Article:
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Will Case: Some in-depth dairy research, sad to see salers go and pride in a young handler

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In what seems like an age ago, July began with a trip to the Livestock Event. In the name of dairy research, we wore holes in our jeans kneeling on cow mats, we grew hoarse from talking and our heads were spinning with all the information that we learned. Rumours our spinning heads were caused by free rum on offer are, of course, untrue.


It was a time of mixed feelings for me as we concluded the sale of our Salers cows and calves this month. I was sad to see them go, but I was happy they all went as one herd, including the bull. I hear they have settled in nicely and we wish their new owner well.


The cows decided to have a bit of fun with us before they went, taking a midnight stroll on our garden on the night before loading. After much running and shouting in the dark, we safely gathered them up. Both wagon drivers slept through the incident – thankfully we did not, as I am pretty sure the lawn would have needed a full reseed. We also have a new addition of our own – our latest Salers stock bull arrived from Alistair Davidson to serve our heifers. The rebuilding process starts here.


Second cut silage has been completed in a rather stop-start fashion as the unbelievably inconsistent weather continues – we have struggled to string together two dry days. The one consolation is ground conditions are good as the howling wind dries things up nicely. Silage quality has been good, albeit against the odds, for this I will be thankful. Hopefully the jet stream will come to its senses soon.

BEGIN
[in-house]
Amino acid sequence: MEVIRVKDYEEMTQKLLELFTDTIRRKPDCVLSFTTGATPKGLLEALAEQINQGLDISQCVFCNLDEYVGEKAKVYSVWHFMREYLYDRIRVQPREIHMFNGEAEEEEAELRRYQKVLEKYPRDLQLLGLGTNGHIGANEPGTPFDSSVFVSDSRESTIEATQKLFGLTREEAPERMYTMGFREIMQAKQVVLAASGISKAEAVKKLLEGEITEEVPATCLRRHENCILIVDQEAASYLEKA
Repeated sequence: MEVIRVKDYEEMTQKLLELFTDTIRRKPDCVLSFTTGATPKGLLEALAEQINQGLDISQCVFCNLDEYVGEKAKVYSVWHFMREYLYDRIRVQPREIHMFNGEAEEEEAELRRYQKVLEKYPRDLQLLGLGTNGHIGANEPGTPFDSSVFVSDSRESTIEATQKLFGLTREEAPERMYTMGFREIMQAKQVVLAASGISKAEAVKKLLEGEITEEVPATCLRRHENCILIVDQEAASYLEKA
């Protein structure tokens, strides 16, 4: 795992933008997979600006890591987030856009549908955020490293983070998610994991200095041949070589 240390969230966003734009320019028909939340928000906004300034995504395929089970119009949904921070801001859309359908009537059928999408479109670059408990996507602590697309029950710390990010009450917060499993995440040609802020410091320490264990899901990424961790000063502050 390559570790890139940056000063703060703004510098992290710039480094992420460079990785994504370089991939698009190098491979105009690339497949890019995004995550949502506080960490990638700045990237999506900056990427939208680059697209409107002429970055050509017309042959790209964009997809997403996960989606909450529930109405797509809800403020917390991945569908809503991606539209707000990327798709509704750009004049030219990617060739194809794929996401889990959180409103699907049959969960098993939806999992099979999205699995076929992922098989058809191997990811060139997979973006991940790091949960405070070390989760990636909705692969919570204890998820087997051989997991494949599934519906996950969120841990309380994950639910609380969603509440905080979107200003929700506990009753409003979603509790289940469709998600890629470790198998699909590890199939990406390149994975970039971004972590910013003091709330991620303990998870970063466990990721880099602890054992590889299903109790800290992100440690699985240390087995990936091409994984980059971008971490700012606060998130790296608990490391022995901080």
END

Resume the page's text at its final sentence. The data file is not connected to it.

Our pedigree Texel lambs have been weighed and muscle scanned at 21 weeks as part of the Signet recording programme. Results have been very pleasing as we have improved on last year with our biggest lamb weighing 71kg and many consistently big 30mm+ eye muscles in this year’s crop. More than 80 per cent of our 2016 shearling tups will be in the top half the breed, with nine in the top 10 per cent. Hopefully our regular customers will be interested and the extra information will be useful to them too.


July ended with a cracking day at Ulverston and North Lonsdale show. The day was a success and the highlight for us was seeing our eldest son Thomas showing his lamb in the Young Handlers competition for the first time. I was proud to see his efforts pay off; as I have always been told, you get out what you put in!

 

Will Case farms 300ha (750 acres) in partnership with brother Simon and parents William and Margaret at Ulverston, Cumbria. Land is divided between Plumpton Cottage Farm, and Robbs Water Farm, near Burrow in Furness. They farm 1, 000 lowland ewes, 90 pedigree Texel ewes, 65 Salers suckler cows, fatten 150 bought-in store cattle and have 12,000 free-range laying hens.

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